The question of why there are so many different translations of the Bible can be answered with a single word — language. The Old Testament was written in Hebrew and the New Testament was written in Greek. Hebrew and Greek both present particular challenges in translating them into English.
So scholars have to make decisions about how they are going to do an English translation. There are two main technical terms for how these translations are done. The first is often called “direct correspondence,” where each Hebrew or Greek word is translated into English, and then any grammatical adjustments are made so the sentence reads correctly. The King James Version and the Revised Standard Version are examples of this. The second is often called “dynamic equivalence,” where the sentence is written in English to say as literally as possible what the Greek or Hebrew are saying. The New American Bible and New International Version are examples of this.
The reality is that, if the scholars have done their work faithfully, each translation has something to offer readers of the Bible. I find looking at multiple translations can often help me gain insight into what I’m reading. English is a complicated language, and sometimes the nuances of various translations help me see things differently, which can be helpful for both my personal prayer and my preaching.
Bryan Lowe, Sacred Heart of Jesus Catholic Church, Anniston
Unless you know the author, all translations are babel
In order to have a translation you must first of all have an original writing, or language. The Bible has been translated into many languages from the biblical languages of Hebrew, Aramaic and Greek. The full Bible has been translated into 518 languages, and an additional 2,798 languages have at least some portion of the Bible.
The writers of the Bible were divinely inspired by the Holy Ghost as they wrote. God intended for all men to benefit from his instructions, but not change the message contained therein. A translation is only as good as the original message. The message can only be understood and obeyed by those who have the Holy Ghost. Men, under the leadership of Nimrod, sought to build their own kingdom apart from God, but God confused their language and the result was “babel,” or confusion (Genesis 11).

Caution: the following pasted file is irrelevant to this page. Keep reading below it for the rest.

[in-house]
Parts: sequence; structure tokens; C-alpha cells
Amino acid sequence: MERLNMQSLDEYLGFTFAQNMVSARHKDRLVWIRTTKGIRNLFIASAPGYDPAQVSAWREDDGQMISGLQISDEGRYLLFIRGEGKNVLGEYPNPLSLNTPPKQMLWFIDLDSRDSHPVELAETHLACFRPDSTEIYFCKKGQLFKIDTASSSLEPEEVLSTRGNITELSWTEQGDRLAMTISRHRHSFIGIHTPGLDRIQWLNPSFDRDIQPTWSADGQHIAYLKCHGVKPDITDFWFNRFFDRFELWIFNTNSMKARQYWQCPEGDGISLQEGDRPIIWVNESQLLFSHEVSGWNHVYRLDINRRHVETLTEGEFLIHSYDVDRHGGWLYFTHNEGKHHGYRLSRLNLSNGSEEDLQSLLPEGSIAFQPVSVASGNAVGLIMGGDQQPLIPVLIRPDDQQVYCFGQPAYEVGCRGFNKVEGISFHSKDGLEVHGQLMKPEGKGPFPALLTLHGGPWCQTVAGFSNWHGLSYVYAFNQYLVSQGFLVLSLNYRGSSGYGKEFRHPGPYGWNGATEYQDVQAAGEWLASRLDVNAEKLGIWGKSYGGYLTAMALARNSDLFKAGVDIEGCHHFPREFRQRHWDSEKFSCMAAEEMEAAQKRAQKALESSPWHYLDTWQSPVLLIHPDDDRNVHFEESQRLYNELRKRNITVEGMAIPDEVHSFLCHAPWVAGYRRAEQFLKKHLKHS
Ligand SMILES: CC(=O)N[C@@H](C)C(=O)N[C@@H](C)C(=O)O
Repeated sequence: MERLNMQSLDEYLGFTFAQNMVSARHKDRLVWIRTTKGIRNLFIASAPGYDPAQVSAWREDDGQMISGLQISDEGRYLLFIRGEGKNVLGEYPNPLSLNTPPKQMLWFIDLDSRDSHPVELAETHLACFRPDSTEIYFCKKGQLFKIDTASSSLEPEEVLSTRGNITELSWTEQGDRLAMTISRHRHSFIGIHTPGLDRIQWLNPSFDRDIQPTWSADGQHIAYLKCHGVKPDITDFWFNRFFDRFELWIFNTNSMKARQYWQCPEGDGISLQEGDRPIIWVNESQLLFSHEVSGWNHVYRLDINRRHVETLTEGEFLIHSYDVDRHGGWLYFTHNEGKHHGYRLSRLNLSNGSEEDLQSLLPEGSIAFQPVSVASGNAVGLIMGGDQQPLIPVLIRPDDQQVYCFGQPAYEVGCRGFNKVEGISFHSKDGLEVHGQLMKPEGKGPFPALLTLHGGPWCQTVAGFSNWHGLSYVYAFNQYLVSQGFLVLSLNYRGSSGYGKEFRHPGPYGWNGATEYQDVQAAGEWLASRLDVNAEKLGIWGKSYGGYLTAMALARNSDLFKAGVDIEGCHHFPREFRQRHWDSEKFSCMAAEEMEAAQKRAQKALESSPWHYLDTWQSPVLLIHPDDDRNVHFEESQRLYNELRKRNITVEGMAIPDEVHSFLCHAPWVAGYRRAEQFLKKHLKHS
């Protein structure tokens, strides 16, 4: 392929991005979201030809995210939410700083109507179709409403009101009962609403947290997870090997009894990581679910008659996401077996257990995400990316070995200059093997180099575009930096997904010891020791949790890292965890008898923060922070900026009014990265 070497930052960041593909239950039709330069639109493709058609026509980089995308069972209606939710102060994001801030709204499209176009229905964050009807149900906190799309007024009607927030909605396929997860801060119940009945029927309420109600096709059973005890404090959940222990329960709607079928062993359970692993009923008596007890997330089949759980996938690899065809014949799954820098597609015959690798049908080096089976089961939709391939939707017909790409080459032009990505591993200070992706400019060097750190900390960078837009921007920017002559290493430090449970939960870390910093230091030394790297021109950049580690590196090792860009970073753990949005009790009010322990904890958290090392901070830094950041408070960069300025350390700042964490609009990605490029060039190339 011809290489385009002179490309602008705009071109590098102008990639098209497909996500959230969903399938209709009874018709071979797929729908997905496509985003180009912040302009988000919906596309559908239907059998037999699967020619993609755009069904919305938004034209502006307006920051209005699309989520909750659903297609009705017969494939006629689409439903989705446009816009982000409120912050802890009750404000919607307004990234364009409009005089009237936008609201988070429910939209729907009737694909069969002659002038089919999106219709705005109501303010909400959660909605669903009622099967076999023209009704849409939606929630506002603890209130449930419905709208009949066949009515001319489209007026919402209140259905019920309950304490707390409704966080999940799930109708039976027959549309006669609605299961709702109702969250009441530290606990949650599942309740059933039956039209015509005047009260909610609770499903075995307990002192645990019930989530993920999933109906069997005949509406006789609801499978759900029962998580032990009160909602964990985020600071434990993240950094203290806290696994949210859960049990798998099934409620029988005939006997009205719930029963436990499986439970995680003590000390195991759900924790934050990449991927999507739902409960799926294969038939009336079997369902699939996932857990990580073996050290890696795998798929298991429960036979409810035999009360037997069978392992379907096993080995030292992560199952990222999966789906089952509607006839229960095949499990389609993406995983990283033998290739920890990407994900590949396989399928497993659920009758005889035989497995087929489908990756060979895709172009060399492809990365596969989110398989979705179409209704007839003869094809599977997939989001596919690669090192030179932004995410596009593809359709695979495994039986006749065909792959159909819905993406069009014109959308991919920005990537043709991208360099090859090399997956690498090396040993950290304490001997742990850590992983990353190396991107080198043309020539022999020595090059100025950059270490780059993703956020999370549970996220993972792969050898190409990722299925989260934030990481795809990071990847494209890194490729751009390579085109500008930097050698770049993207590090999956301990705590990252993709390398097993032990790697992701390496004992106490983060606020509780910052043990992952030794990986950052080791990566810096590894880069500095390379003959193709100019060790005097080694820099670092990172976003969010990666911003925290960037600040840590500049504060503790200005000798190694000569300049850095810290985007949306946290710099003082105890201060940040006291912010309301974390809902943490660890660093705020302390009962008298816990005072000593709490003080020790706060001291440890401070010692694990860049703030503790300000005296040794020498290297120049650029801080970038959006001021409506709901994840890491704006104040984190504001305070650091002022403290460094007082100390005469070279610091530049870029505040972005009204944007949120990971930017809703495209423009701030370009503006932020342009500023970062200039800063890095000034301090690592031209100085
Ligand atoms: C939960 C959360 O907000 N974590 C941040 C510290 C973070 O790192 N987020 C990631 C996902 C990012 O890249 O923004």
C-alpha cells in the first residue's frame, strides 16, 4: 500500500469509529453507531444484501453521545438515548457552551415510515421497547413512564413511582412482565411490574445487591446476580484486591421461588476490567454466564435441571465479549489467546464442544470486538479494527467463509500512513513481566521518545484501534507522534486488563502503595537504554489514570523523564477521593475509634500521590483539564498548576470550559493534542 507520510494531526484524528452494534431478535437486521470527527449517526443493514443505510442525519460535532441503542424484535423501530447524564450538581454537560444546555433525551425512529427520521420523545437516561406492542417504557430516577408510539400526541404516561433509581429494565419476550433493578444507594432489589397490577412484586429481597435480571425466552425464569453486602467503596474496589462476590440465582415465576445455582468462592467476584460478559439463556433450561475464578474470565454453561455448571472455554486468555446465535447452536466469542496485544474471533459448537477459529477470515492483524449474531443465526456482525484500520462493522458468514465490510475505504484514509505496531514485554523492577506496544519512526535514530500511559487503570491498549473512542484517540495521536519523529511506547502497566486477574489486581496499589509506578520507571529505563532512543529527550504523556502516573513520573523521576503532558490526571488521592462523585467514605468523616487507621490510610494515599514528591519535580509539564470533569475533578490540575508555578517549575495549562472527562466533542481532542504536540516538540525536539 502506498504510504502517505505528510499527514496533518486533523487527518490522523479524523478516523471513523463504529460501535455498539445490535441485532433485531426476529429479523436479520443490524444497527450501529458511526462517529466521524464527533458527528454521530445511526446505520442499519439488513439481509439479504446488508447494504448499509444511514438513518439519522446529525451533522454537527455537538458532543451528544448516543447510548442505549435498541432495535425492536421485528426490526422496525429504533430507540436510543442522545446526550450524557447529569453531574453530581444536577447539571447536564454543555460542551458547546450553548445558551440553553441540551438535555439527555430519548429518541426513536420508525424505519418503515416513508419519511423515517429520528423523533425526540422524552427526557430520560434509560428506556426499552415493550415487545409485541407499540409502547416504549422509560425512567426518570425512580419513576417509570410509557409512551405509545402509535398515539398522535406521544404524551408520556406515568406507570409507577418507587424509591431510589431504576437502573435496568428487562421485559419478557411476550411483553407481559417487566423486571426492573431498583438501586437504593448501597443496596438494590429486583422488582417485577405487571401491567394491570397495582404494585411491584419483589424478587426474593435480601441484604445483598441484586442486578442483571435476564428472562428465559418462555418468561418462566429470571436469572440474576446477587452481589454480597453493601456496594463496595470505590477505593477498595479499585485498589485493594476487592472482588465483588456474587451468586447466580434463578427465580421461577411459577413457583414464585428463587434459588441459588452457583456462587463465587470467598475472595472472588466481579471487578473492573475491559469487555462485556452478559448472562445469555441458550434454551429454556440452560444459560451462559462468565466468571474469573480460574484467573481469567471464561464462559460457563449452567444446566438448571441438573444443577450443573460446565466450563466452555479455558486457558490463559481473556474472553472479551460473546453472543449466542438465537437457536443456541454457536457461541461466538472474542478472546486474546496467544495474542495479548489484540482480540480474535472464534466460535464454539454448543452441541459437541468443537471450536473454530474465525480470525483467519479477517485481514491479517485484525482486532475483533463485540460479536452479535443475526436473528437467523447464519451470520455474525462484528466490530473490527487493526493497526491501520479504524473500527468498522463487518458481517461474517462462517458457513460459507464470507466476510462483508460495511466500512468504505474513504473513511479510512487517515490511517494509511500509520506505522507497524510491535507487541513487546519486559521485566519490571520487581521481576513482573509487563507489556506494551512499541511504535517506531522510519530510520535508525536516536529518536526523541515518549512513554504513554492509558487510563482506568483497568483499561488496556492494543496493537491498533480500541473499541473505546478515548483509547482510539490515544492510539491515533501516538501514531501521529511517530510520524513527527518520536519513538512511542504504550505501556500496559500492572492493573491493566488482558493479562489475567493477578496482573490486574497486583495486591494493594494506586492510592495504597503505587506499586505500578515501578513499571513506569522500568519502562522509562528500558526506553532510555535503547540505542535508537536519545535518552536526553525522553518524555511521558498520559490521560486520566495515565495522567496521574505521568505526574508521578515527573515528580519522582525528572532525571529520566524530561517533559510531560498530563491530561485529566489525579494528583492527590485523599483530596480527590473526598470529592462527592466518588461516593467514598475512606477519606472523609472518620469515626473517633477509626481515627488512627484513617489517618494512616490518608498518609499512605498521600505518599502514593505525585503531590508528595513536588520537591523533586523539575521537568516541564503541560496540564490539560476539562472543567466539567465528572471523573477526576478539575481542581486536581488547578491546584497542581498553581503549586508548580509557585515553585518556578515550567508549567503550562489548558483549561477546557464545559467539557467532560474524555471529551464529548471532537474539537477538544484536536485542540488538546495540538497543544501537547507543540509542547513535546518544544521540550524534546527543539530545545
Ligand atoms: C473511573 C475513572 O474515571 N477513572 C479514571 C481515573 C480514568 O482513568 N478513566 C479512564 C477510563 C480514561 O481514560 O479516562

Regardless of the translation, no man can know God apart from receiving his Son, the Lord Jesus Christ. Men seek knowledge, but Jesus said that people searched the scriptures because in them they thought they’d find eternal life, and the scriptures testify of him, yet they refused to come to him (John 5:39).
I believe that one reason we have so many translations of the Bible is because men genuinely want people to be able to read the Bible and understand what it says. Other reasons for so many translations include cultural bias, as well as financial gain. Regardless of the translation, the Bible is a spiritually discerned book, and without a born-again relationship with its author, all it is is spiritual babel, or talking in tongues without an interpreter.
Bob McClain, Living By Faith Ministry, Oxford